Published: Jan. 21, 2022

2022 Spring Seminar Series Presents

Dr. Jason Sheltzer photo

 

 

DR. JASON SHELTZER
Assistant Professor, Yale School of Medicine, New Haven, CT

WHEN:   Jan. 28, 2022, at Noon
WHEN:   Seminar will be presented via Zoom

Please email Jacki Craig for the Zoom Link.  Requests can be submitted any time before the Seminar but not after 11:00am the day of the seminar.

Off-target activity of targeted therapies undergoing clinical trials in cancer.

Overview: Ninety-seven percent of drug-indication pairs that are tested in clinical trials in oncology never advance to receive FDA approval. While lack of efficacy and dose-limiting toxicities are the most common causes of trial failure, the reason(s) why so many new drugs encounter these problems is not well understood. Using CRISPR-Cas9 mutagenesis, we investigated a set of cancer drugs and drug targets in various stages of clinical testing. We show that—contrary to previous reports obtained predominantly with RNA interference and small-molecule inhibitors—the proteins ostensibly targeted by these drugs are nonessential for cancer cell prolif- eration. Moreover, the efficacy of each drug that we tested was unaffected by the loss of its putative target, indicating that these compounds kill cells via off-target effects. By applying a genetic target-deconvolution strategy, we found that the mischaracterized anticancer agent OTS964 is actually a potent inhibitor of the cyclin-dependent kinase CDK11 and that multiple cancer types are addicted to CDK11 expression. We suggest that stringent genetic validation of the mechanism of action of cancer drugs in the preclinical setting may decrease the number of therapies tested in human patients that fail to provide any clinical benefit.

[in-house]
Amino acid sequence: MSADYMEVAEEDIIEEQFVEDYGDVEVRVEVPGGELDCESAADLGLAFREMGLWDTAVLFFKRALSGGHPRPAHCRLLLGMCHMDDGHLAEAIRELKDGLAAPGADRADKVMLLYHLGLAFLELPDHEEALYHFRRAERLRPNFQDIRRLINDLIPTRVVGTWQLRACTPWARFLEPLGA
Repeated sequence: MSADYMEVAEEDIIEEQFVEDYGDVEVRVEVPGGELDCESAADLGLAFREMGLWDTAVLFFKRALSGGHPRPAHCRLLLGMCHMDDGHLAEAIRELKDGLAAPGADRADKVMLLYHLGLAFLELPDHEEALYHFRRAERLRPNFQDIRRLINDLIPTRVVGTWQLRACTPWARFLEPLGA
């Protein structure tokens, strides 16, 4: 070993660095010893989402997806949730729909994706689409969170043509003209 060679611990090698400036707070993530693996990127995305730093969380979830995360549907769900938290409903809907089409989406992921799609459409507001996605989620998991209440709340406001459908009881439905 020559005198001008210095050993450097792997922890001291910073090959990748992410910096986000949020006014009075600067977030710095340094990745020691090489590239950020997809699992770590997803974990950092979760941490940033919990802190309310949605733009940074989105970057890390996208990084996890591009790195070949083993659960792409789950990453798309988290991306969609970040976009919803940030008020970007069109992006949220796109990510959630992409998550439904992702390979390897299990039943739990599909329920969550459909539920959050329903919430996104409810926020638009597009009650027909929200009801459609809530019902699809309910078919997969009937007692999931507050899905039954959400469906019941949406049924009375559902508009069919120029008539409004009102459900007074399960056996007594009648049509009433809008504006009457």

Everyone is welcome to join the seminar, please email Jacki Craig  to receive the Zoom link. Requests can be submitted any time before the seminar but not after 10:00am the day of the seminar.